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Conflict and climate change are undermining food security, causing chronic undernourishment
by FAO, WFP, Unicef, Save the Children
Sep, 2017
World hunger rising. (UN News, FAO, WFP, Unicef, agencies)
UN agencies warn conflict and climate change are undermining food security, causing chronic undernourishment and threatening to reverse years of progress.
Even in regions that are more peaceful, droughts or floods linked in part to the El Niño weather phenomenon, as well as the global economic slowdown, have seen food security and nutrition deteriorate, highlight the Food and Agriculture Organization (FAO), the International Fund for Agricultural Development (IFAD), the UN Children’s Fund (UNICEF), the World Food Programme (WFP) and the World Health Organization (WHO) in the 2017 State of Food Security and Nutrition in the World report.
The number of hungry people in the world has increased for the first time since the turn of the century, sparking concern that conflict and climate change could be reversing years of progress.
In 2016, the number of chronically undernourished people reached 815 million, up 38 million from the previous year. The increase is due largely to the proliferation of violence and climate-related shocks.
The study also noted a rise in the number of people globally who are chronically hungry, from 10.6% in 2015 to 11% in 2016.
Cindy Holleman, a senior economist at the Food and Agriculture Organisation, said it was hard to know whether the increase was a blip or marked the reversal of a long-term trend. However, she said the rise in conflict and climate change – factors that rank alongside economic slowdown, which makes food hard to access for poor people, as key drivers of food insecurity – was cause for concern.
“Whether it has been a blip and it’s going to go back down again, we’re not sure,” said Holleman. “But we’re sending warning signals. We are sending a message that something is going on.
“If you look at the 815 million [chronically undernourished] people, 489 million or 60% of them are located in countries affected by conflict. Over the last decade we’re seen a significant increase in conflict. We also see that conflict combined with climatic effects is having a significant effect.”
A foreword to the report, written jointly by the heads of the five UN agencies, said: “Over the past decade, conflicts have risen dramatically in number and become more complex and intractable in nature.
“This has set off alarm bells we cannot afford to ignore: we will not end hunger and all forms of malnutrition by 2030 unless we address all the factors that undermine food security and nutrition. Securing peaceful and inclusive societies is a necessary condition to that end.”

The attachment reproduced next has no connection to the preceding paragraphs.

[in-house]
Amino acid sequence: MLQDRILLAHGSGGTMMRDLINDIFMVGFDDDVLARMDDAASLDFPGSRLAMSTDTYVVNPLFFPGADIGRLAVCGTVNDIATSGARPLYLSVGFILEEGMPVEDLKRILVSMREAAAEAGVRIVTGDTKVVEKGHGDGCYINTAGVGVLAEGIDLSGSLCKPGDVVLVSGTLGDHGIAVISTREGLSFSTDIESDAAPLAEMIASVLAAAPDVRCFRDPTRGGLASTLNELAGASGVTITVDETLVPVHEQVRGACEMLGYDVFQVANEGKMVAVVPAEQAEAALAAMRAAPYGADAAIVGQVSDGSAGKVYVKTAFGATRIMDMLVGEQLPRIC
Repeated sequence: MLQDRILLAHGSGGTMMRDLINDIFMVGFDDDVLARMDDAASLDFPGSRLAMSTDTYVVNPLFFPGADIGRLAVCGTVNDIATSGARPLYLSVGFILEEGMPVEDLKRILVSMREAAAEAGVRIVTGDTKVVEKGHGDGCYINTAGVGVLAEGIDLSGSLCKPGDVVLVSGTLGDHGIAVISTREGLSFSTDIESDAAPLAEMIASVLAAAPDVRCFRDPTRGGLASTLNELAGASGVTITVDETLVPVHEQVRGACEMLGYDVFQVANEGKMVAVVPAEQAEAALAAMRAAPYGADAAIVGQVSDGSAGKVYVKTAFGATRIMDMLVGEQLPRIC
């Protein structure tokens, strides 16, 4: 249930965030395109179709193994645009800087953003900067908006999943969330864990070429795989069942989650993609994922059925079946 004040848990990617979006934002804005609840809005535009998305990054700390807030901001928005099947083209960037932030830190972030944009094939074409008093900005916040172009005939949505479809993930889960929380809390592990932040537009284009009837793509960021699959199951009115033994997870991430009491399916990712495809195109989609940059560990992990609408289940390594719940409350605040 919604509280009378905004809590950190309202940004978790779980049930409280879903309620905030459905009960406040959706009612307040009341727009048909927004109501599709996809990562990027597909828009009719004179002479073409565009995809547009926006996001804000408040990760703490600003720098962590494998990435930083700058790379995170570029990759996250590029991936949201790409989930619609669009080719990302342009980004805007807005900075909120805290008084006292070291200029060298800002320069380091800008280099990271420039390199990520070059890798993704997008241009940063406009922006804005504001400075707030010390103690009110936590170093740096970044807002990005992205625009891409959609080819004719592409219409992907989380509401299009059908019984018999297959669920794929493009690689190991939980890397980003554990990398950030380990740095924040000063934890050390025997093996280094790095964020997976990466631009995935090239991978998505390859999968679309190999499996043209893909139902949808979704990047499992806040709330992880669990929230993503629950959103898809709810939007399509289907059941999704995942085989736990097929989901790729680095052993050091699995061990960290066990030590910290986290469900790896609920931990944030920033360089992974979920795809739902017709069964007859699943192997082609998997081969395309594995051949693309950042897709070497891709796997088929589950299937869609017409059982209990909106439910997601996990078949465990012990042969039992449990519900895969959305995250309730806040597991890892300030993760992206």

Oxfam’s head of food and climate change, Robin Willoughby, said: “This must act as a wake-up call for international leaders and institutions to do more to resolve the catastrophic cocktail of climate change and conflict around the world. Global failure to tackle these issues affects us all, but it’s the world’s poorest who will suffer most.”
The report is the first UN global assessment of food security and nutrition following the adoption of the sustainable development goals, which aim to end hunger and all forms of malnutrition by 2030.
Progress has been made on reducing global hunger, which affected more than 900 million people at the turn of the century. Over the past year, however, hunger has reached an “extreme level” in many parts of the world, with famine declared in South Sudan in February, and Yemen, north-east Nigeria and Somalia considered on the brink.
People living in countries affected by protracted crisis are nearly two and a half times more likely to be undernourished than those living elsewhere, the report said.
Fuelled partly by extreme weather patterns resulting from El Niño, food security “deteriorated sharply” in parts of sub-Saharan Africa, and in south-east and western Asia, said the report.
Chronic child malnutrition continues to fall, but at a slower rate in some regions, the report found. Wasting remains a threat to the lives of 52 million children.
Overweight and obesity rates in children are rising in most regions, and in all regions for adults. Such “multiple burdens” for malnutrition is a “cause for serious concern”, said the report.
Africa has the highest levels of severe food insecurity, affecting 27.4% of the population – almost four times that of any other region. Higher food insecurity was also observed in Latin America, rising from 4.7% to 6.4%.
Sept. 2017
We’re going backwards on hunger, by Helle Thorning-Schmidt, CEO of Save the Children International